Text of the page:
NAYA| Najat Vallaud-Belkacem: From an immigrant to a minister

When she first started her career as a minister, Vallaud-Belkacem was faced with backlash.
by Zeinab Hamdar and Ghadir Hamadi

1 May 2019 | 17:25

Source: by Annahar

Photo shows Najat Vallaud-Belkacem. (AFP Photo).

BEIRUT: Interweaving Moroccan and French cultures to fit one body is in itself an accomplishment but, Najat Vallaud-Belkacem’s did not stop there. She became the first female Muslim French Minister of Education, Higher Education, and Research in 2014.

Crossing oceans and mountains to get to France from Morocco was not the only challenge Vallaud-Belkacem faced. During her talk to a group of Lebanese youth at the American University of Beirut last week, Vallaud-Belkacem highlighted key obstacles that brought about the person she is today.

A family of seven children, Vallaud-Belkacem was brought up in rather unfortunate conditions that led to her stance on education, reading being her only escape.

“When I was young, my mom would always tell me that life had a much bigger and better imagination than us,” she said.

She graduated from the Institut d'études politiques de Paris (Paris Institute of Political Studies) in 2002 and soon after, joined the Socialist Party in an attempt to put an end to discrimination and the many various forms it undertakes.

In 2012, she was appointed to French President François Hollande’s cabinet as Minister of Women’s Rights and spokeswoman for the government.

“At night, I’d prepare what I wanted to say in front of the government, but the next day I’d forget half of them when I’d see over 800 people staring back at me,” she noted as she discussed how challenging this was for her at first.

Eventually, her brother gave her an advice, which she still practices until this day: imagine that all those around you are actors and actresses in a play and you’re simply an outsider watching them.

When she first started her career as a minister, Vallaud-Belkacem was faced with backlash.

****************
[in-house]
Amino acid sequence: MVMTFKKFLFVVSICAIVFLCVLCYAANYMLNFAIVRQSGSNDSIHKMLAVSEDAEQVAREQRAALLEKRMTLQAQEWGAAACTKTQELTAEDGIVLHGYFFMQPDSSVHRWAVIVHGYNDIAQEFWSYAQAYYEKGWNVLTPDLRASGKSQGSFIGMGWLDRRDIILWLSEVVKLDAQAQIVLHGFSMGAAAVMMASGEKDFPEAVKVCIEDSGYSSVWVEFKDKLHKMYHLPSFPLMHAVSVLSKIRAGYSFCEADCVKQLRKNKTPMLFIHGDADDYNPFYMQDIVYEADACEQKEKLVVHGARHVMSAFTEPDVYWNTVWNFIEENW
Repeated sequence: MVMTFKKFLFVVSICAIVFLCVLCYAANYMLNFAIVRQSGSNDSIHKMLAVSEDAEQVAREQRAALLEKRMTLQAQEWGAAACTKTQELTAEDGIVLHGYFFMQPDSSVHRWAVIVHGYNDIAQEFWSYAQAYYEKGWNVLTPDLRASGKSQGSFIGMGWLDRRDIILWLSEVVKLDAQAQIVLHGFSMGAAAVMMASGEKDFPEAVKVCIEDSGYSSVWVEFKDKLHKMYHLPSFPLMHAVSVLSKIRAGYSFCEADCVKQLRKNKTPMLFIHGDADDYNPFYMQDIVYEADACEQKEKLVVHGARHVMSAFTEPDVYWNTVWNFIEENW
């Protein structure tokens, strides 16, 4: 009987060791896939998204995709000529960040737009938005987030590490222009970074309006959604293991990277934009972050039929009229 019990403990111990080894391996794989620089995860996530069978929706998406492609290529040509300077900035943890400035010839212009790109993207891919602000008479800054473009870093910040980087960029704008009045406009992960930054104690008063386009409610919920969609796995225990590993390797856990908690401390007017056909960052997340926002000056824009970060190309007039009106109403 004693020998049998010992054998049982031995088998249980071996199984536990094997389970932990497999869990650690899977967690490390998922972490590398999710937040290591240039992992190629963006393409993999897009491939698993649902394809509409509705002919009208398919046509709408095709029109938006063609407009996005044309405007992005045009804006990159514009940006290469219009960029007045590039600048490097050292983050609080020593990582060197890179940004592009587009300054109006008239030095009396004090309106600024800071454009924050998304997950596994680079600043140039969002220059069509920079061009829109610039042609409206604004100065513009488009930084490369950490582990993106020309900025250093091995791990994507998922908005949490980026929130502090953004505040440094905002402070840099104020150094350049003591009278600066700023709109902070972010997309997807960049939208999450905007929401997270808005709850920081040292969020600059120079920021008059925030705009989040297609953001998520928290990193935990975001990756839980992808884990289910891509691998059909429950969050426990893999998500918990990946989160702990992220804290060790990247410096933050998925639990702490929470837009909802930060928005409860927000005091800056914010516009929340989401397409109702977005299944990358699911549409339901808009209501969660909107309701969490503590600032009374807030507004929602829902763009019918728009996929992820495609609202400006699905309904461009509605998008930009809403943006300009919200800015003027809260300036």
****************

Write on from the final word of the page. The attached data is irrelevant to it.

“I was called names [and] accused of trying to Islamise France,” she revealed.

Nevertheless, being originally Moroccan was only one of the many challenges she had faced in her career.

One of the more personal challenges that she had to overcome was the fact that she came from a less fortunate family.

“Coming from a poor family gave me wealth and allowed me to understand a lot of stakes that I was facing and a lot of faith to face social justice,” she shared.

This motivated her to address the issue of student drop-out, the diminishment of which has proven successful over the years.

Vallaud-Belkacem briefly touched upon the crucial role parents play in their children’s choice in education. She reiterated the importance of encouraging children to follow their passion and not limit themselves to anything less.

“Many current jobs are dying,” she emphasised, “we have to encourage our kids to study something that needs their human and creative side, something machines can’t do.”


Welcome to “Naya,” the newest addition to Annahar’s coverage. This section aims at fortifying Lebanese women’s voices by highlighting their talents, challenges, innovations, and women’s empowerment. We will also be reporting on the world of work, family, style, health, and culture. Naya is devoted to women of all generations. Naya editor, Sally Farhat:

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